The (He)art of the Memoir: GIRL IN A BAND by Kim Gordon


Rock and roll memoirs can be tricky. Maybe you want to know about the grit and the decadence, but beyond that, the genre might not offer up much else. There’s always the temptation of secrets from venue green rooms and recording studios, little tidbits that reveal a bit about the band and their beloved music. On the rare occasion these books can be a great read, but most are a slog through formulaic confessionals. Marianne Faithful, Kristin Hersh, and even Marilyn Manson have turned in great accounts of their lives and careers, while Patti Smith set the gold standard with with Just Kids.

Kim Gordon’s terrific story, Girl in a Band, offers behind-the-scenes stories from Sonic Youth’s tour with Neil Young to her very public breakup with husband and bandmate Thurston Moore, but it’s also a little different than those other books. While Faithful lived and wrote about laying the glamourous junkie rockstar template, and Hirsch focuses more on an epic roller coaster period of her life, but Gordon lays out her story from childhood to the present, jumping from her early days in New York City to specific records and tours. In terms of a mostly musical memoir (Gordon is also an acclaimed visual artist and designer, things that she touches on in the book), it’s a smart structure, one that gives the readers a lot of what they want, and enough room for Gordon to get philosophical about moving from the big city to suburban New England, the state of contemporary New York City, to her thoughts on Lana Del Rey and feminism – a topic that has been a big focus surrounding the discussion of Girl in a Band.

At the end of the day, the controversy around Gordon’s book will die down, and Girl in a Band will go on to become a classic rock memoir (although, I must stress again that Gordon’s talents extend beyond playing music). Gordon was already iconic and hugely influential before news that she was going to release the book, but what Girl in a Band does is cements her status as the Generation X version of Joan Didion: perpetually cool and somewhat detached, raised underneath the same golden California skies as Didion, but wise enough to know there’s a lot more than meets the eye. This passage, in particular, highlights that:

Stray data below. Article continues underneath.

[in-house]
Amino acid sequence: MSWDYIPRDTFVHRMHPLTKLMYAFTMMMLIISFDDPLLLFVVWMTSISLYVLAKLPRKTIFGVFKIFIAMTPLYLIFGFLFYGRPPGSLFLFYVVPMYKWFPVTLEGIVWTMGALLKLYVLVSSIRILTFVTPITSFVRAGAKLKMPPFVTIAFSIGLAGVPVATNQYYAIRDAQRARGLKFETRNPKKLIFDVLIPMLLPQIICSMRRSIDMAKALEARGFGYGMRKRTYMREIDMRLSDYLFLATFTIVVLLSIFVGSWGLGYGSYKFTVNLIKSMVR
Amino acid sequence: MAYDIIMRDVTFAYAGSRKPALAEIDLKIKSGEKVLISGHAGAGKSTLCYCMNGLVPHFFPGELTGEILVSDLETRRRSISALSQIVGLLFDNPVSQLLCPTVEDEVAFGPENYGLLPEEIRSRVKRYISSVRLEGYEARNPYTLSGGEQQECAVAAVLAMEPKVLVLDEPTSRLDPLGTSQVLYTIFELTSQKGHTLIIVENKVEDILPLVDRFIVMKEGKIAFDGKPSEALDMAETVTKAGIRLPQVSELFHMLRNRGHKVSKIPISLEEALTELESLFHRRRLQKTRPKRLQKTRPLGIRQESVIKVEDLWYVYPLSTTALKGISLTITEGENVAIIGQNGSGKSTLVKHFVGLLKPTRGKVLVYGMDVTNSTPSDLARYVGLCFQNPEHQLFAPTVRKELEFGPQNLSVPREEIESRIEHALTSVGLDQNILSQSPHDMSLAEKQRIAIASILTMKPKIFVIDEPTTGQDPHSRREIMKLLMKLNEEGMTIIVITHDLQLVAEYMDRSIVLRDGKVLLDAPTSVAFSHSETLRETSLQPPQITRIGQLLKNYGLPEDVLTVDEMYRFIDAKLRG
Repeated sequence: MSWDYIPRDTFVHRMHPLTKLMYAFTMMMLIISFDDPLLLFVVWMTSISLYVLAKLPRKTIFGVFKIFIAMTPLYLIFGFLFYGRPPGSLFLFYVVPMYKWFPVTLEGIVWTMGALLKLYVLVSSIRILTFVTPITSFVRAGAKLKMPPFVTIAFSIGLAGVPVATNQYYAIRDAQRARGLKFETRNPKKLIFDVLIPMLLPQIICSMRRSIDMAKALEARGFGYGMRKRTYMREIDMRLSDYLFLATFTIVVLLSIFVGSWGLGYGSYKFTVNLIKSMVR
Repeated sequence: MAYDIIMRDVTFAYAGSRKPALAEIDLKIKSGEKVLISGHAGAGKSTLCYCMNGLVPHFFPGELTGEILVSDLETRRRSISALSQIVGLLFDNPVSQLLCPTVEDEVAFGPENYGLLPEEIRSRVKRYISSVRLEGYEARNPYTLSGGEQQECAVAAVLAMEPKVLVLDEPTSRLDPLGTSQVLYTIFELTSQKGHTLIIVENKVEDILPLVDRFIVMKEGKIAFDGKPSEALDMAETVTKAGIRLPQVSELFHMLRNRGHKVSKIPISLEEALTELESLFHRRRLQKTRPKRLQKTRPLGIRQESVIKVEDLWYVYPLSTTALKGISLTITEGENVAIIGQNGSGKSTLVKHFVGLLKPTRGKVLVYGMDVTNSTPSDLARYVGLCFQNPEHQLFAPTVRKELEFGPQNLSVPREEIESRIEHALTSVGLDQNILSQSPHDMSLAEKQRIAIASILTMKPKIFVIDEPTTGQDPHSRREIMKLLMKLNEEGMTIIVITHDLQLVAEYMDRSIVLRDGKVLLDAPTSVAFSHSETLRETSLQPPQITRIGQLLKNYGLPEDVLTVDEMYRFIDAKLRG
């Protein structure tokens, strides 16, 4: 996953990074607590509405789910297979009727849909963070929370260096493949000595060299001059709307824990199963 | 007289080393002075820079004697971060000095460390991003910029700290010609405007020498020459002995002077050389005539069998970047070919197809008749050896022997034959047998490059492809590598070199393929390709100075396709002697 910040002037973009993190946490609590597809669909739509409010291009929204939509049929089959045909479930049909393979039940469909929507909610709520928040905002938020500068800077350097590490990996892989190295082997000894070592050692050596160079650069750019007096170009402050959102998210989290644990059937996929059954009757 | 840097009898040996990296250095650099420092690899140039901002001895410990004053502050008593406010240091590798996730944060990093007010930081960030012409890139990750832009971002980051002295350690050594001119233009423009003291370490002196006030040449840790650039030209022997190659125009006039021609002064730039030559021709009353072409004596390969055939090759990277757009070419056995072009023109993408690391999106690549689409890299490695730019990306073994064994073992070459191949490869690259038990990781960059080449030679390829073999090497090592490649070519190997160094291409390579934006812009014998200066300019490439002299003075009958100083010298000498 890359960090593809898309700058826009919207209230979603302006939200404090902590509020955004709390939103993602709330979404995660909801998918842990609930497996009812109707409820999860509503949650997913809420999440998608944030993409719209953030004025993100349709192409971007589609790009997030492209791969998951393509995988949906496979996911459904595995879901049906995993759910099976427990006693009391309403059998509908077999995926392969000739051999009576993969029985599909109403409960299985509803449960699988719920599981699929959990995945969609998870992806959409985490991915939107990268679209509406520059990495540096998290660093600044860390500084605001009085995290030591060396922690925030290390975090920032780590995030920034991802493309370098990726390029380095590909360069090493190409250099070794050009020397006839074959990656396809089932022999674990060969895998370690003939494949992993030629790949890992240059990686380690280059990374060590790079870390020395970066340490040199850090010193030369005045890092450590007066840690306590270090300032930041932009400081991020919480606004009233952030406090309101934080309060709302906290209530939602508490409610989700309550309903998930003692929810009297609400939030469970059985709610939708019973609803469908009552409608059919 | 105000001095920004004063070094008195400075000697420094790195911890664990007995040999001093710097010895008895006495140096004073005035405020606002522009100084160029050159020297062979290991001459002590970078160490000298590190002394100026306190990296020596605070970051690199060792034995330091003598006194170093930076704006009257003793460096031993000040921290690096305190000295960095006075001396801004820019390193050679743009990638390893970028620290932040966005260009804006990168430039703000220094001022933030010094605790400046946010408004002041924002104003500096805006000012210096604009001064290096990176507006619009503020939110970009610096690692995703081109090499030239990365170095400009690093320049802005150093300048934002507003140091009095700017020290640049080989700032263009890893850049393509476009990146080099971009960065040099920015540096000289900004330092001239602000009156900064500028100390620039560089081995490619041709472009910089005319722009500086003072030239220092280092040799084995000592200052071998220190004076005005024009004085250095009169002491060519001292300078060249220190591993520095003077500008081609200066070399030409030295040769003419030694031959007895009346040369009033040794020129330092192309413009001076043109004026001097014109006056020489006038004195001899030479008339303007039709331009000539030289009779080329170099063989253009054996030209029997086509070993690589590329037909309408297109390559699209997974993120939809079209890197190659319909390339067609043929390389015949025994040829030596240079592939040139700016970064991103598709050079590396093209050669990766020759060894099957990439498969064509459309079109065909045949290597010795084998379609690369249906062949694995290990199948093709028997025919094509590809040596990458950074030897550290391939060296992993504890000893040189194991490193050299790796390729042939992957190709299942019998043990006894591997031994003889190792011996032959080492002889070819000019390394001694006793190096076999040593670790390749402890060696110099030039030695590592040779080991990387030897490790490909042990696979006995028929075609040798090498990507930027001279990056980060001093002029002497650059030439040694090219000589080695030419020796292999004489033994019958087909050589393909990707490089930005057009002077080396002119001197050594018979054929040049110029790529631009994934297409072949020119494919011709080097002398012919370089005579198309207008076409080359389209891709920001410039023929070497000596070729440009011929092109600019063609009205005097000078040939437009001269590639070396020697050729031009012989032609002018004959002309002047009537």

In 1985, when Bad Moon came out, hardcore groups were singing songs about Ronald Reagan. I wasn’t interested in this and preferred to sing about the darkness shimmering underneath the shiny quilt of American pop culture.

The book really shines when Gordon discusses music, New York, and motherhood. Yet most of that is overshadowed by the controversies surrounding the book, including the part about Del Rey, Gordon’s thoughts on Courtney Love, and most of all, the breakdown of her marriage. The Love parts, including the Hole singer’s “secret affair” with Smashing Pumpkins frontman Billy Corgan (“I thought, Ewww, at even the mention of Billy Corgan, whom nobody liked because he was such a crybaby,” Gordon says), really aren’t anything that different from what we’ve heard from numerous people before, only this time it’s Kim Gordon, and she wrote it in her memoir. The same really goes for the Del Rey part. While I personally like Del Rey as a singer, Gordon doesn’t hold back her feelings, wondering, “If she really truly believes it’s beautiful when young musicians go out on a hot flame of drugs and depression, why doesn’t she just off herself,” about the singer who put out an album called Born to Die. Does Del Rey merit a takedown by one of the most important figures in American music over the last 30 years? Maybe not. But Gordon’s career is one that has been built on being who she is and doing things that seem to always come from as pure a place as you can ask of a musician or artist.

Her marriage is another thing entirely, and before she starts on her childhood and growing up, Gordon uses the introduction to get things out of the way, setting the scene at the last Sonic Youth concert. We see her future ex-husband slapping his male bandmates on the back, a gesture Gordon sees as “phony” and “childish.” To her, the out-of-character move was Moore saying, “I’m back. I’m free. I’m solo.

But the thing is, Gordon isn’t out to set fire to Moore or the Sonic Youth legacy. She wrote a memoir, and people want to know exactly what happened. Obviously there are two sides to every story, but Gordon’s telling of the tale ultimately makes it really hard to even care what Moore has to say. This book isn’t about twisting the knife in Moore’s belly, which is benevolent of Gordon, since Moore’s the one that stuck it in by having the affair. She even thanks her ex and her former Sonic Youth bandmates, “without whom there’d be no story.” It’s a classy move, and if anything, it shows the reader right off the bat that Gordon’s superb memoir is an exercise in restraint. It tells us the stories we want to hear, lets us know what we want about the writer, and she does it without spilling more blood than necessary.

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